BS: Both of you have several special Porsches, including a couple you drive to work sometimes—can you tell us a bit about your favorites?

TG: I’ve had The Blue Car the longest. It’s a ’73 911T with a few tricks and bits. The motor is a 2.8-litre twin-plug.

MG: I alternate between a 2001 Boxster and a 2006 Cayenne Turbo S for daily driver duties. I also have a 1975 Carrera that I inherited from my dad when I sold my 1974 911. I recently put a 3.2L, non-intercooled turbo motor in it with a Euro 915 gearbox … it doesn’t look like much, but it boots and scoots when you want it to. What’s really cool about the 75 Carrera, though, is that it’s been in the family since the mid-’90s. My father gave it to my mom to use as a daily driver, and she drove it for eight years and 100,000 miles in that configuration.

BS: What unique challenges and rewards come from working on high-end vehicles?

TG: The unique challenge, for me, is to keep the cars special in my mind. They are a means of earning a living for me, but they are my clients’ pride and joy and not just a utilitarian appliance. It’s important—and sometimes difficult—to see the cars as special when you work on them for a living. But the reward is when they sing, when I see them work the way they are supposed to and when they are getting used the way they’re supposed to.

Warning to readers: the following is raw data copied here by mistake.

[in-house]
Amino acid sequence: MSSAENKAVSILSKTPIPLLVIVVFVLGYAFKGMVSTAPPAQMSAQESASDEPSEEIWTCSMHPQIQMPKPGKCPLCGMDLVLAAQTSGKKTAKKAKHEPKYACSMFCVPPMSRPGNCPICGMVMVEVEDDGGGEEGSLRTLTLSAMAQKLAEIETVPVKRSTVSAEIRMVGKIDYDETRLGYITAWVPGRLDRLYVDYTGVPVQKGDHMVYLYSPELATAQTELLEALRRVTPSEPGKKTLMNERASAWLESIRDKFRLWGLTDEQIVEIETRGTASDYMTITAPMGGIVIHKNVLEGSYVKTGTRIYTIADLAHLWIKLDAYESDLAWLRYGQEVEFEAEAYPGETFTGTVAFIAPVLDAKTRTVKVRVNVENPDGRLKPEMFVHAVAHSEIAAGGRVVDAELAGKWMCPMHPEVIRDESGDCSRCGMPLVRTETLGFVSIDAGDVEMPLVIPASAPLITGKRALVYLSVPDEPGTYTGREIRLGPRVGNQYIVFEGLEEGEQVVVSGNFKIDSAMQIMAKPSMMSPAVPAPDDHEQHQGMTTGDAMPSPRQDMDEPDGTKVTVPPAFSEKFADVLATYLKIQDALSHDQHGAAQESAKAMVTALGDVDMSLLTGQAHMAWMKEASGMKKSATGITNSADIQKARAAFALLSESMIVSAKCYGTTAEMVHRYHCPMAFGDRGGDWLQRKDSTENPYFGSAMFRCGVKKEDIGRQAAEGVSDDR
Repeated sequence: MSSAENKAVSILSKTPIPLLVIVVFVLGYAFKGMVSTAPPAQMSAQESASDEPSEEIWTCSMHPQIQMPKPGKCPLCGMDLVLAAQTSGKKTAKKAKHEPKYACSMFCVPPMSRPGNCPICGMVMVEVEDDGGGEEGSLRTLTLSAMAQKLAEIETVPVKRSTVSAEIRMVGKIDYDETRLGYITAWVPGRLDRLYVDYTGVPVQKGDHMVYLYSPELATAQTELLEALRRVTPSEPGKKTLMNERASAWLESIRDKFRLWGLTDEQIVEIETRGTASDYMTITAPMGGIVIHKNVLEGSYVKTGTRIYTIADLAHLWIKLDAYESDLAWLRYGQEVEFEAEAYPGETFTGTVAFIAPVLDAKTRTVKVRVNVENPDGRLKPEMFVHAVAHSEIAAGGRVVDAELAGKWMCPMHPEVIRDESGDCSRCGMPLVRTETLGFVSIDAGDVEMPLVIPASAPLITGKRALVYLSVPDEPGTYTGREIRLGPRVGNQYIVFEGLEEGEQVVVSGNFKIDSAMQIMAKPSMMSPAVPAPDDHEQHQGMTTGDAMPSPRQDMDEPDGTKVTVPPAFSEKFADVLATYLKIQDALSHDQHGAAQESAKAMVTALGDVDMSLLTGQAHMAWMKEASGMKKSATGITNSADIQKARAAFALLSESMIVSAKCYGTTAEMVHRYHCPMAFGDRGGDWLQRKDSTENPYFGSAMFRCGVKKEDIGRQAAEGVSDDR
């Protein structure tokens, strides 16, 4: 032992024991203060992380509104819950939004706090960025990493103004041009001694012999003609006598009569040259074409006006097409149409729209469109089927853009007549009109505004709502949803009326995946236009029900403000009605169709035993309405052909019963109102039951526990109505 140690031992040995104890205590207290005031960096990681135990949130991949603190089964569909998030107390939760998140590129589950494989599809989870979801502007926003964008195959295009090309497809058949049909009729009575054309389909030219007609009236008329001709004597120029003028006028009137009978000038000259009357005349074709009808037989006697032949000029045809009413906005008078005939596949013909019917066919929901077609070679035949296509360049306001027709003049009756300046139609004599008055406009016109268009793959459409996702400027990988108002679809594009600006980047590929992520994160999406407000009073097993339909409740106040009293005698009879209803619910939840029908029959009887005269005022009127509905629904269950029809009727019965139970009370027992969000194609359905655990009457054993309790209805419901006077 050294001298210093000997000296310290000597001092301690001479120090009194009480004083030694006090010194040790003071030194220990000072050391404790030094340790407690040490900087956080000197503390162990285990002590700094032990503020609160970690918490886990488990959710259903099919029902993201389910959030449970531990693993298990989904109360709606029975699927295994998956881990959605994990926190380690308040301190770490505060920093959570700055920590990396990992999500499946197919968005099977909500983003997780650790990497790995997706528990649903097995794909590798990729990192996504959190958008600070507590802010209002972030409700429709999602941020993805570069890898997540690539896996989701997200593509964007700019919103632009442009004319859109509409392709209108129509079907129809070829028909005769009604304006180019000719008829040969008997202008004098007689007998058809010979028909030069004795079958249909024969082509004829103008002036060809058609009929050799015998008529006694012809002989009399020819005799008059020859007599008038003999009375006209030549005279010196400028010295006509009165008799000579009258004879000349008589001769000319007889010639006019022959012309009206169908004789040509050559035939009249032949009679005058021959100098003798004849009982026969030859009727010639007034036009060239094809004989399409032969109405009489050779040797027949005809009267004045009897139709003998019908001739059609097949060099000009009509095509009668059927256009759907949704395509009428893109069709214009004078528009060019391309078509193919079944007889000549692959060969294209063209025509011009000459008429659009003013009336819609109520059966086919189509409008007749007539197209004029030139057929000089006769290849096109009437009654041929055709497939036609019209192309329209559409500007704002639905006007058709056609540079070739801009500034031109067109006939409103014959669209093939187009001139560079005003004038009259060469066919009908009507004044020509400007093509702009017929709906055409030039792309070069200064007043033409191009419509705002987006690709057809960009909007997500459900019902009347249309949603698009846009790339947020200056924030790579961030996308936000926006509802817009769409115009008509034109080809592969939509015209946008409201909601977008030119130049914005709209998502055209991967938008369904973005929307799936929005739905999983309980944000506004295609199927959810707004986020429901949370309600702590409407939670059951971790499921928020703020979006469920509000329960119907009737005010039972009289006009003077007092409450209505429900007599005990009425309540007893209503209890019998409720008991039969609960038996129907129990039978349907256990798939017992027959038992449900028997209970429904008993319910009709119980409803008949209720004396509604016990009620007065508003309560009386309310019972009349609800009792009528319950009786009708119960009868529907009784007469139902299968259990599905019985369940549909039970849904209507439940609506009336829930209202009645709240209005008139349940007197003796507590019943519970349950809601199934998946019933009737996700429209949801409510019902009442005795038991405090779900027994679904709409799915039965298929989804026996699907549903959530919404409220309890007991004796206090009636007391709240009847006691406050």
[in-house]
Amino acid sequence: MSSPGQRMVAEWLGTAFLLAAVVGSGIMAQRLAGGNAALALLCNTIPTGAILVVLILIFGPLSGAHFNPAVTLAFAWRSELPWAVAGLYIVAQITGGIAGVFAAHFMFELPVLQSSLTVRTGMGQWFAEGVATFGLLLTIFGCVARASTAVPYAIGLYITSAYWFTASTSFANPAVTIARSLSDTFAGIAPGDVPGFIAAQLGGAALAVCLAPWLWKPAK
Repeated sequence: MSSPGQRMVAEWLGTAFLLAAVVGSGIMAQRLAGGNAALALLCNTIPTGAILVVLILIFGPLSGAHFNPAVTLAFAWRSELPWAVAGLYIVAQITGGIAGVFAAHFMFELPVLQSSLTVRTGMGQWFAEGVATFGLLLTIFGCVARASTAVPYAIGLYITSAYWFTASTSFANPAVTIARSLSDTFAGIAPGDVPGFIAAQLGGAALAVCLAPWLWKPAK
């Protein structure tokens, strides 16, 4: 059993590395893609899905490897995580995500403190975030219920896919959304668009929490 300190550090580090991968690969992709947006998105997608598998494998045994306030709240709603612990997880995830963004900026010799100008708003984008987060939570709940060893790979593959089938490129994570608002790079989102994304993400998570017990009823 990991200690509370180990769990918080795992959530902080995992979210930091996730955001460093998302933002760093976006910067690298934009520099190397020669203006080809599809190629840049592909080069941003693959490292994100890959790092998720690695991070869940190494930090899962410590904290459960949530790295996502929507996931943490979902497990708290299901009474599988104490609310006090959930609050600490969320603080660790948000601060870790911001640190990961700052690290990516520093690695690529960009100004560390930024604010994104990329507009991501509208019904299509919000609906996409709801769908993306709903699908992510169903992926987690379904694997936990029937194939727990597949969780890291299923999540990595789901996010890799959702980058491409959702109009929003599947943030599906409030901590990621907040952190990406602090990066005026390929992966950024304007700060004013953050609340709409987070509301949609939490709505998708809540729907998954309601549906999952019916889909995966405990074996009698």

MG: The most unique challenge we face is dealing with long-term storage. Really: that’s a huge problem that we didn’t have 10-15 years ago. As the cars get olde,r they get more difficult and time-consuming to work on due to things like rust, parts availability, extended labor times from machine shops, etc. In the past few years we’ve added an additional 4,000 sq.-ft of dedicated storage space just so we have a place to keep the cars while we’re doing motors, gearboxes, restorations, etc.

BS: What are some of your professional goals for the future?

TG: Retirement.

MG: My goal for the shop would be to continue to provide excellent service to our clients…for another 30 years.

So there you have it. If you have a Porsche in need of maintenance, mechanical repair or restoration and don’t want to be just a number, you’ll certainly be in good hands with this friendly father-son duo with decades of experience in exactly one thing: Porsche.

Special thanks to Tony and Marco for taking time out from working on Porsches to speak with us. This interview has been shortened and edited for clarity.

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RSwannabe
RSwannabe

Marco is a great guy. Nice to see he and his father get some recognition.